Barbacoa is a traditional method of cooking meat over fire – the early origins of our modern day barbecuing. It originated in the Caribbean and in Mexico, where whole sheep or goats, and sometimes a cow’s head were cooked low and slow in holes dug in the ground and covered in thick layers of leaves. This closed-environment method of cooking created a gentle, moist heat that can be closely replicated by using a slow cooker. Barbacoa eventually spread north into the United States where it evolved into our much beloved Southern BBQ.Continue reading “PAIRING: Llama 2018 Malbec + Barbacoa Burritos”
It’s been a few weeks since I’ve shared a wine review. My family and I have all been fighting what seems like a never-ending cold. I finally felt a little more like myself this past weekend, so we opened a bottle of Elouan 2017 Oregon Pinot Noir. This Pinot Noir is made with grapes grown in the temperate climate and fertile soil of the Oregon coast. Pinot Noir grapes thrive in cooler temperatures. With a long growing season and the gentle sunlight that’s plentiful in the higher latitudes, Oregon provides the ideal growing conditions for these delicate grapes. In crafting this wine, the winemaker sought to reinvent Oregon Pinot Noir. By sourcing and blending fruit from three distinct terroirs along the coastline from North to South, each selected for the unique characteristics of the grapes they produce, the winemaker created a wine that has incredible depth of flavour and vibrancy while maintaining the purity and bright acidity for which Oregon Pinots are famous.Continue reading “Elouan 2017 Pinot Noir + Braised Beef Shanks”
This week’s wine review is brought to you by my husband who chose the wine. Standing in our local wine shop last week, I might have skimmed past it as I was scanning the shelves, but he pointed it out to me. “That looks interesting,” he said, eyeing a bottle with a vibrantly illustrated label. The owner of the shop, who is also a trusted connoisseur, assured us that we would love it, so naturally, it came home with us. It was the label that caught my husband’s attention – a lion, with teeth bared, lunging with ferocity at some unseen foe. It’s a very masculine image which appeals on a visceral level, but what really struck me were the fine lines of the illustration and the contrasting colours. Specifically, crimson leaves scattered beneath the beast’s turquoise claws and jowls. Like something from a synesthetic dream, and that appeals to me, viscerally.Continue reading “Juggernaut 2018 Hillside Cabernet Sauvignon”
Living in Italy during my early twenties was like experiencing an epiphany or, one might say, a “Big Awakening.” I found everything to be, in a way, more authentic, raw and real. The people are more genuine and passionate, the food is purer, fresher, more life-giving. It goes with out saying that the coffee is far better and the wine is an institution of the kind I had never experienced before. Growing up in the US, albeit with European grandparents, wine didn’t play a big roll in our everyday lives. I remember, at holidays, my grandfather would pull out a Magnum-size bottle of Sutter Home White Zinfandel from the refrigerator with much ado, and I might get a little taste, poured into a liqueur glass. Until I was 18 and boarding a plane to Europe, that Zinfandel was the sad extent of my wine knowledge.Continue reading “Marchesi Torrigiani 2016 Chianti”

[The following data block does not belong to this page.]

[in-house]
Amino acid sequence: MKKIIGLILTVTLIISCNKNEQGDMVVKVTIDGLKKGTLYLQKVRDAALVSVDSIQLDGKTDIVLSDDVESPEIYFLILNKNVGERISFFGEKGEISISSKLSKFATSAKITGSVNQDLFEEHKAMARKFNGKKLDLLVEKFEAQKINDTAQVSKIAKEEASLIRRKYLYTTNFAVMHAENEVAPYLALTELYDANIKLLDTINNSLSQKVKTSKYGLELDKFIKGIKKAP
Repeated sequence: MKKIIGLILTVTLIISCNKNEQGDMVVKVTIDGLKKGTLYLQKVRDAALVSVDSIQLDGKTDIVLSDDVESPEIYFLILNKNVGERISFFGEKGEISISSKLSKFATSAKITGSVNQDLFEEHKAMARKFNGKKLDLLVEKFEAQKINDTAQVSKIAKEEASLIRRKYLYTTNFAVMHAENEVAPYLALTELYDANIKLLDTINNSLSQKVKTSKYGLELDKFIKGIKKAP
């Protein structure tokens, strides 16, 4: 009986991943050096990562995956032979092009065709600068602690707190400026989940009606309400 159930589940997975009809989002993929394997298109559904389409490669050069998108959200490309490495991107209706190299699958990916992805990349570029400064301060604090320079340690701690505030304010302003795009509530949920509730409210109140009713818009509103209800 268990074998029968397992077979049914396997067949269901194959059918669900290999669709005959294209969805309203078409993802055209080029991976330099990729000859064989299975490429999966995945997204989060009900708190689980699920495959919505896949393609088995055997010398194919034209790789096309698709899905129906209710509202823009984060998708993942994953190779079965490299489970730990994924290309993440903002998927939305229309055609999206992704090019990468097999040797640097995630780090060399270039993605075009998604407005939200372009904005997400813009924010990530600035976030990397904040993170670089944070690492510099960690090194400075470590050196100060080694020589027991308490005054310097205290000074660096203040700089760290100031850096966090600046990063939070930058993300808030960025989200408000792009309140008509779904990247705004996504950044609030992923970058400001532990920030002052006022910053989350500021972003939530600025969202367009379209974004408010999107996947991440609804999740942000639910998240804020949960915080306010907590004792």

I know all about the gimmicks some vintners use to sell a subpar bottle. You know – hide a bad wine behind a pretty label and market it to those of us who are drawn to wine on an inherently emotional level; however, that’s not the case for this California Cabernet Sauvignon. I admit, the label is what drew me to the wine initially. It’s a gorgeous montage of surrealist imagery. A time traveller plunges into the depths of the ocean where she’s encased in a world of symbolism and metaphor. You can draw your own interpretations. But the first sip told me that there’s more to this wine than just meets the eye.
The wine is first and foremost fruit forward. On the nose, I instantly thought of crème de cassis as blackcurrant is both the predominate scent and flavour. Taking a backseat are the aromas of wild plum, like the ones that grew in my back yard when I was a kid, along with the subtleties of pencil shavings – both of wood and of graphite – and warm green peppercorns. There’s also a faint sweetness that surprised me a little and provided a bridge between the nose and the palate. Continue reading “Borrowed Time Cabernet Sauvignon”